So what would happen if we measured countries like social media programs? Well, China and India lead the world in terms of population (followers); Russia and Canada lead the world based on land mass (size and scope); Switzerland and Iceland lead in total employment (engagement); and Korea and Finland beat everyone in education (savviness). And which is the best?
I am sure most people might say their own country, but Newsweek picked Finland and Switzerland based on other criteria. Of course, if those countries were social media programs, some people might frown given those two clearly don't have enough followers, scope, engagement, or renown theorists. But the real lesson here is that people with social media programs, like Finland and Switzerland, probably don't concern themselves with Newsweek.
Best Fresh Content In Review, Week of November 29
• Opt-In At The Source,
Adam Singer tries to balance public relations' new found love affair with social networks — and how they are investing more and more time on platforms they do not own or have any control over. As they do, many of them are experiencing diminishing returns on people who actually visit the customer's site or blog and opt in. The consequence? While it hadn't happened when Singer wrote his post, Yahoo recently listed several networks it has slated for a sunset. While some might be sold off, offsite platforms are fragile.
• Overcoming Three Crucial Challenges With Content Strategy,
Valeria Maltoni offers up another way to think strategically when it comes to content creation. Specifically, she suggests determining how you are going to keep your company engaged in the conversation over the long haul. It requires resource allocation, workflow planning, and governance. Her three tips actually work as these are often the areas we're asked to help structure most often when we are not personally managing a social media program.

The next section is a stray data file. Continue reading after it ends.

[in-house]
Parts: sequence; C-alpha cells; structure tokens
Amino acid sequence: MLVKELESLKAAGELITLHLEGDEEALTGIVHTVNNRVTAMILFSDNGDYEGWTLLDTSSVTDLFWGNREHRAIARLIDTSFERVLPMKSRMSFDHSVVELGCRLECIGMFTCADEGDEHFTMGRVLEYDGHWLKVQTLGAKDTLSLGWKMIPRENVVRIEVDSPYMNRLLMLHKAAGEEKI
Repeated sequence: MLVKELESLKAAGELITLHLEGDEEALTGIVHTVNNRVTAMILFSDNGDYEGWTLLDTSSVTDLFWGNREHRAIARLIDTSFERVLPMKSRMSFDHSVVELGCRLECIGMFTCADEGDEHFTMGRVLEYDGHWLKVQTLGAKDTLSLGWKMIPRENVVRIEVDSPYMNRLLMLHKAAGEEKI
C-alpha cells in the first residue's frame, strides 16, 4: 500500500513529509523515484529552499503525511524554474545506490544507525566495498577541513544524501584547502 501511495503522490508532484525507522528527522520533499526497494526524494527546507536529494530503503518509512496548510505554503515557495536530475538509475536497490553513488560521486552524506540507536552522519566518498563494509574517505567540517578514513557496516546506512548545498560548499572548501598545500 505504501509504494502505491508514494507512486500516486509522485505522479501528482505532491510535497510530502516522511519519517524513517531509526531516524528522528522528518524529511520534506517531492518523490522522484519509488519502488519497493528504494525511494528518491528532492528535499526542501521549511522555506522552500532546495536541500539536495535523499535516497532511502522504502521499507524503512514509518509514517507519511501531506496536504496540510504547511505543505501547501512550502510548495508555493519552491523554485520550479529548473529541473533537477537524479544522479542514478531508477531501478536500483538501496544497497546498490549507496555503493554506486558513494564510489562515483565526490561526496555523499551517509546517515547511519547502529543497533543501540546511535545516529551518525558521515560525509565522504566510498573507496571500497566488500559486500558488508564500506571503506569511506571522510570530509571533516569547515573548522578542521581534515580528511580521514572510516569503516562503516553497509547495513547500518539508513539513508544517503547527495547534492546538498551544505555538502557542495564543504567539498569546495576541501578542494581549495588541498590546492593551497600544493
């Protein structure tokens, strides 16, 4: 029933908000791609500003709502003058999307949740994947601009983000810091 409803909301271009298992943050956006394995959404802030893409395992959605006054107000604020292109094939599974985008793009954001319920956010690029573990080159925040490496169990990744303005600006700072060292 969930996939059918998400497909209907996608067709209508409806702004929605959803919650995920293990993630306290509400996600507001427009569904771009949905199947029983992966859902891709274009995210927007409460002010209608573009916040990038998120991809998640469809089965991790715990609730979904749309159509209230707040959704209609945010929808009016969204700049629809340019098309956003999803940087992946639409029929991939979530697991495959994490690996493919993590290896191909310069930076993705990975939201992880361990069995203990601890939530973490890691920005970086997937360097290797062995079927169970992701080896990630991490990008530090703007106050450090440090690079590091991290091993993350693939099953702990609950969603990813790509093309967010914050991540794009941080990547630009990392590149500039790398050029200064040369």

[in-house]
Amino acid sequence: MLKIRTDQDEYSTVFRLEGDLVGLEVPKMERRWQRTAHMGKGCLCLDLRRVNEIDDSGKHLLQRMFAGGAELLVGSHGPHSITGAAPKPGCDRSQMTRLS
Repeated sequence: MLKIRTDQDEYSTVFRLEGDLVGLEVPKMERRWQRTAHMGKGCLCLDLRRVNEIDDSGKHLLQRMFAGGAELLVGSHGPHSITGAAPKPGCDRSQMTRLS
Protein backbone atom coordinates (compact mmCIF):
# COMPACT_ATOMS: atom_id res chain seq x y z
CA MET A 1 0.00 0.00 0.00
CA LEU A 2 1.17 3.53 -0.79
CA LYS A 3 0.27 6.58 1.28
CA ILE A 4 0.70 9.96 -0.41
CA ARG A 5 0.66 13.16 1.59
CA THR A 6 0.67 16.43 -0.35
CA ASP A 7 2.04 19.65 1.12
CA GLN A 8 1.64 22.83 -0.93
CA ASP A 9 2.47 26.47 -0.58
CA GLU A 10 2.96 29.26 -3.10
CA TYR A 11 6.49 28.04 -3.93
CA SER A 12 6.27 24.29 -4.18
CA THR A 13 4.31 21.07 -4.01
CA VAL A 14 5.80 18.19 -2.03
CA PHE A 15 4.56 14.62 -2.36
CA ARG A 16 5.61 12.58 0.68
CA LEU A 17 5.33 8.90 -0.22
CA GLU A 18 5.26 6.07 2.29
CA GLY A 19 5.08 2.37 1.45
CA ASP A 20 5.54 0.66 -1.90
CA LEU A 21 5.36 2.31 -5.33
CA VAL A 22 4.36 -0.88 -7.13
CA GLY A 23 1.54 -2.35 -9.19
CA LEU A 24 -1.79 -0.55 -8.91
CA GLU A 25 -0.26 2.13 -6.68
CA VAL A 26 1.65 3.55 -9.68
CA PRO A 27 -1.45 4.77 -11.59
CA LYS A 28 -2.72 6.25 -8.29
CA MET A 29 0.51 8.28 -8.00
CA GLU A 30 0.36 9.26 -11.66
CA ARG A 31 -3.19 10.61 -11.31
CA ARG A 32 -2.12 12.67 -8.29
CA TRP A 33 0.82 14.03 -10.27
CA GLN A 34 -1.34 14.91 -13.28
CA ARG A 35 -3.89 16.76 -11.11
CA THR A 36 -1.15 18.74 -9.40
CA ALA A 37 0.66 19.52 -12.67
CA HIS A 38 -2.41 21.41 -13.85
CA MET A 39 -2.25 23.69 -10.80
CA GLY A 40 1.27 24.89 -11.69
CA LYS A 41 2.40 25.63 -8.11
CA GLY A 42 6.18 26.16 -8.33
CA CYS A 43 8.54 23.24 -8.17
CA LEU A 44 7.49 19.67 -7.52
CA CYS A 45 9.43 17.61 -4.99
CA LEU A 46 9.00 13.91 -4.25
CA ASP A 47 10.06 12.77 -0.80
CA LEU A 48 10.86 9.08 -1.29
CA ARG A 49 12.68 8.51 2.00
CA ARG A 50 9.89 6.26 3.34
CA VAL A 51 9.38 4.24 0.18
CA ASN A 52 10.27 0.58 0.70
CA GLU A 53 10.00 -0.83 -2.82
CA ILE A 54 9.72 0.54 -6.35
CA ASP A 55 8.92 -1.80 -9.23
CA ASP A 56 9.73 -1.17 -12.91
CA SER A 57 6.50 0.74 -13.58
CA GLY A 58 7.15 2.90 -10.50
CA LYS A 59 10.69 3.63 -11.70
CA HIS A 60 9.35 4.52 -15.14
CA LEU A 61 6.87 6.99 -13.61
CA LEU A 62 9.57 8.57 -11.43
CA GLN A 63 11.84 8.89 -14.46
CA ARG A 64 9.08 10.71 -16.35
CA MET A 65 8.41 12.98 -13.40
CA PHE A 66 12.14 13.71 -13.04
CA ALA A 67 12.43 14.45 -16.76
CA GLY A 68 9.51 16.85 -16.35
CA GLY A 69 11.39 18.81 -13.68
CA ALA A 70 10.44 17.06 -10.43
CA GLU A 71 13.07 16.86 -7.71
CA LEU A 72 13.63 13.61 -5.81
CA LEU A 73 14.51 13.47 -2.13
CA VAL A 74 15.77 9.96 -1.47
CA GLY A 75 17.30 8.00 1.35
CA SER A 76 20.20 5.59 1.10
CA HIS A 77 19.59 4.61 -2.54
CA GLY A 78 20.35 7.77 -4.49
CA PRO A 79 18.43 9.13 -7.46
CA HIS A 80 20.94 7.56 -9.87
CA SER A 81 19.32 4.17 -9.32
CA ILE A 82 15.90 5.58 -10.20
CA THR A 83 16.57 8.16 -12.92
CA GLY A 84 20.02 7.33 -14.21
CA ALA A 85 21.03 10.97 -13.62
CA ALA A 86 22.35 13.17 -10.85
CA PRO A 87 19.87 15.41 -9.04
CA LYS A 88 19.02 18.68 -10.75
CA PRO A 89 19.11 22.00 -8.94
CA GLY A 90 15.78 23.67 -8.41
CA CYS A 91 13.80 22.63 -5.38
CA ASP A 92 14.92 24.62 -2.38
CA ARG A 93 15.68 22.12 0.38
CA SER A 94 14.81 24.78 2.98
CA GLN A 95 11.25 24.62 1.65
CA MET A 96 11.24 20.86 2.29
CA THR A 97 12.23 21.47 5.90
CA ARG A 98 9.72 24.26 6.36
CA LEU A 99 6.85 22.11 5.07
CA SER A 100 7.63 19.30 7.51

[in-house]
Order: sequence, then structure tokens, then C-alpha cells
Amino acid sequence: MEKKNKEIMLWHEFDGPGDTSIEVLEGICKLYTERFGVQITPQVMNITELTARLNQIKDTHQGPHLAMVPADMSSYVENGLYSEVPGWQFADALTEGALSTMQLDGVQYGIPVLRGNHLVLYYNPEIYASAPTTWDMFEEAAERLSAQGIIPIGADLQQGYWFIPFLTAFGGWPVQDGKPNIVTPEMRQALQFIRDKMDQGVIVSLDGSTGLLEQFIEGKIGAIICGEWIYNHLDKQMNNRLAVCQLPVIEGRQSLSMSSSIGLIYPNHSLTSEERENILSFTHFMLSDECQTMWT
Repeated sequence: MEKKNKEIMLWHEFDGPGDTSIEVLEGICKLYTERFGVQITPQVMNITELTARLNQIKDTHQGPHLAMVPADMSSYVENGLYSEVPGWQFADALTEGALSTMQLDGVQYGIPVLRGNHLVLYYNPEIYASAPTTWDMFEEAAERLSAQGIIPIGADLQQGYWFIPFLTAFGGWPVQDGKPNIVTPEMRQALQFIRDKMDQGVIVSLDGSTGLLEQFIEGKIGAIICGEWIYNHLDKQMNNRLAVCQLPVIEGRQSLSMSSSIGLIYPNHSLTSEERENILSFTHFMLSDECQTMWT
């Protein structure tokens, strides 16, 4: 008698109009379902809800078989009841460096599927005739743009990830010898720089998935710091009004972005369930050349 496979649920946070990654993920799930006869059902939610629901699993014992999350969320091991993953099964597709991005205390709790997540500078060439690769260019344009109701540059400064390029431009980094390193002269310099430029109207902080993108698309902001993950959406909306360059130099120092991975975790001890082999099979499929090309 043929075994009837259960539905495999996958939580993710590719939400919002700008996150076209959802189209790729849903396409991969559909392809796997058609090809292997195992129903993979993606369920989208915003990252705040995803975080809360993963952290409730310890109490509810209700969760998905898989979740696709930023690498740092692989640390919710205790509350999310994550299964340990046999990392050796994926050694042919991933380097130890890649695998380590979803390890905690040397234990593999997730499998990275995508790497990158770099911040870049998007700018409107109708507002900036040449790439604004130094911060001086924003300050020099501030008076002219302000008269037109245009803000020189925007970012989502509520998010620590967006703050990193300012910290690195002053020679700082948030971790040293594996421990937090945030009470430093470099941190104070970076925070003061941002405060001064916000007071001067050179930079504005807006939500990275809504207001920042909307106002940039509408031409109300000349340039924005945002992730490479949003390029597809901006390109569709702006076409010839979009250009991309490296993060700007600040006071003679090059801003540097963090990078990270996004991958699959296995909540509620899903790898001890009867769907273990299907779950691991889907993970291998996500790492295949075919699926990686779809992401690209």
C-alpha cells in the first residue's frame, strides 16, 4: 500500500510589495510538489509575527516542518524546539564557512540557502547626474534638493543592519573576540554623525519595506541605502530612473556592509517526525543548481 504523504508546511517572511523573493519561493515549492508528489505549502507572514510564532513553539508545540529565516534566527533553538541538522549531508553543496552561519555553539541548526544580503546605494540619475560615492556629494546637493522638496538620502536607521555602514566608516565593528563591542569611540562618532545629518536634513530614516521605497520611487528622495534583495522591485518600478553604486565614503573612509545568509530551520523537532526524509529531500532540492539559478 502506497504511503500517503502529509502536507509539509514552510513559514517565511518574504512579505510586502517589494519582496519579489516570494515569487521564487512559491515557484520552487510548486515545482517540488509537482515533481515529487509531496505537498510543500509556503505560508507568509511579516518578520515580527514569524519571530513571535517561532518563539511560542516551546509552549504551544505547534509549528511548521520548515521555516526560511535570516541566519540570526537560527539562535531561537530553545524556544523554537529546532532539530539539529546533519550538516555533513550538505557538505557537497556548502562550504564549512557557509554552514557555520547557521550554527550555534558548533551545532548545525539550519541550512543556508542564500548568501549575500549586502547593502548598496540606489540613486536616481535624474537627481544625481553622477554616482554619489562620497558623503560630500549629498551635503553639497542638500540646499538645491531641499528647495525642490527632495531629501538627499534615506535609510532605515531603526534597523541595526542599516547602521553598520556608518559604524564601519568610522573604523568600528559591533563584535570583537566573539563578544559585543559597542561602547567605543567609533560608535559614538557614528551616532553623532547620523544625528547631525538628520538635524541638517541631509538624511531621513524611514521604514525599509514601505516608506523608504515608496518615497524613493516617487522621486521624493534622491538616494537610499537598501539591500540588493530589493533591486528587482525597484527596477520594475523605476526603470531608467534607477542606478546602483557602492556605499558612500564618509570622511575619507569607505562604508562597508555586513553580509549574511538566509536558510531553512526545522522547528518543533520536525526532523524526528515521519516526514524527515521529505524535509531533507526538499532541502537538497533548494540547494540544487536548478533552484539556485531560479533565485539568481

•Commonsense Social Media Measurement.
Kami Watson Huyse, APR, sums up one simplified way to measure social media: attention (reach), attitude (sentiment), and action (outcomes). One of the best reminders she offers up is that business measures do not always have to include sales. They can include any number of measures associated with the company's objectives: registrations for conferences, sales leads, hiring, store traffic, and reduction in customer service costs. Nonprofits, she says, can consider donations, votes (for politicians), new volunteers, return volunteers, volume of donations, and the median amount of money per donation. Outcomes are the most significant measure in any social media plan. The other two — attention and attitude — just help you achieve the third one.
• Online Videos 101: Keep It Simple, Stupid.
As a guest writer, Erin Greenfield shares an amazing first person account of how she was reminded that simple is sometimes better. For a class assignment, students were asked to create a video about the JHU M.A. in communication program (they called it viral, but we'll forgive that). After working with a $50 camcorder, the class learned that the footage was largely unusable despite about seven hours in production. When the class reproduced it, they used a Flip HD camera, which required about half the time and half the price. It's a good reminder that a bigger budget does not always produce the best results.
• How To Spot A Great Social Media Marketing Program.
Although Klout scores continue to gain popularity, add Adam Singer to the growing list of communication pros who are quick to point out that the number of fans and followers (or click throughs) don't really add up to all that much. It's much more effective to create a program that clearly communicates your message, easily integrates with other communication channels, adapts well to including other partners, and creates a passionate team or community around its center. Not only does it make sense, it ties right back into this post's opener.